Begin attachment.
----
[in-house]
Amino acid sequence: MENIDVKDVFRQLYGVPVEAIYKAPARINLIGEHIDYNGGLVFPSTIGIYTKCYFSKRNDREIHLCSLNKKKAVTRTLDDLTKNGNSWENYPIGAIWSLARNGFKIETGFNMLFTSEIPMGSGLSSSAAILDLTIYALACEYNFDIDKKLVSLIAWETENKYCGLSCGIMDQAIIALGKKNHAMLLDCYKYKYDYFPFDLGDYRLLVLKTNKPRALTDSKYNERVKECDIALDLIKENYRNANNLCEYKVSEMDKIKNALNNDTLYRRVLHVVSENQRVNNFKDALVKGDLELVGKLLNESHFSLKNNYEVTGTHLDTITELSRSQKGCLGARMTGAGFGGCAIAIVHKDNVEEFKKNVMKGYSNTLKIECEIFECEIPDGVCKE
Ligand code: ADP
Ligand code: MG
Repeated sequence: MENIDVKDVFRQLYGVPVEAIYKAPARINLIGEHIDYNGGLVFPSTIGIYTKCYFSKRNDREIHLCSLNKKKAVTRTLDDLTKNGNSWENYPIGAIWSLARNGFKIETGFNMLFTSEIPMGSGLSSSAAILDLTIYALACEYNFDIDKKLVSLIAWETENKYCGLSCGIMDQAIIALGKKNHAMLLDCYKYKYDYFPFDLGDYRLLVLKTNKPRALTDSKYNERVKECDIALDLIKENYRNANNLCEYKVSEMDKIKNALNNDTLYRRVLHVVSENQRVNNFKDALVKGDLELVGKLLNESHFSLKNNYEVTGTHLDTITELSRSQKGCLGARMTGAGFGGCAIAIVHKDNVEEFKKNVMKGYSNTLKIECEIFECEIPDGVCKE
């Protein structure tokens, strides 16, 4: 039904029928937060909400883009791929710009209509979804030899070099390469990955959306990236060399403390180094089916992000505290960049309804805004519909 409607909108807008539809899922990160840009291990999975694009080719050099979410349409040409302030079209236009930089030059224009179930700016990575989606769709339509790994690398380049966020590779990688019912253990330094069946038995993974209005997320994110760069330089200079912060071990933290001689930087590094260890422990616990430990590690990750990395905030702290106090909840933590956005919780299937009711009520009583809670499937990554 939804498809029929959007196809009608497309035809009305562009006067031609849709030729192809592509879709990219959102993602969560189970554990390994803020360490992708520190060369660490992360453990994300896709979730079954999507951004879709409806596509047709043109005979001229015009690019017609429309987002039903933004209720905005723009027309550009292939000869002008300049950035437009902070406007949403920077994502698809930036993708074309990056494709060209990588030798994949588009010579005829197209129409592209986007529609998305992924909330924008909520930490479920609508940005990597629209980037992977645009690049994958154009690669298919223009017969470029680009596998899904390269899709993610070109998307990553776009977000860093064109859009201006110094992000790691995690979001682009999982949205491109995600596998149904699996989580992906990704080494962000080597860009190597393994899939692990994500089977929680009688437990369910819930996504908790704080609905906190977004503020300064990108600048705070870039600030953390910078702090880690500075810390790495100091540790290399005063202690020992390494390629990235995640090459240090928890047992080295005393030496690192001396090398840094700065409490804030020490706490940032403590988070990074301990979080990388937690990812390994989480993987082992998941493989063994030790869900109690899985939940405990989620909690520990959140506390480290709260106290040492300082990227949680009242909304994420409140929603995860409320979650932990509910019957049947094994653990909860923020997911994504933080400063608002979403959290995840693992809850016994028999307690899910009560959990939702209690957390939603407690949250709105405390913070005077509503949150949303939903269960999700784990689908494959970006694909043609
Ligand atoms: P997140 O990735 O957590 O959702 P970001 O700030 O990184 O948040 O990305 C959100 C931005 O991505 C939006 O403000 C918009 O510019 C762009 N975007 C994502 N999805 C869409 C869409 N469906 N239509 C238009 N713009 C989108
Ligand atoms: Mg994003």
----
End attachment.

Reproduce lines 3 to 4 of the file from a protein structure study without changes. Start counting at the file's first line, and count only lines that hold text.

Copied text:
Ligand code: ADP
Ligand code: MG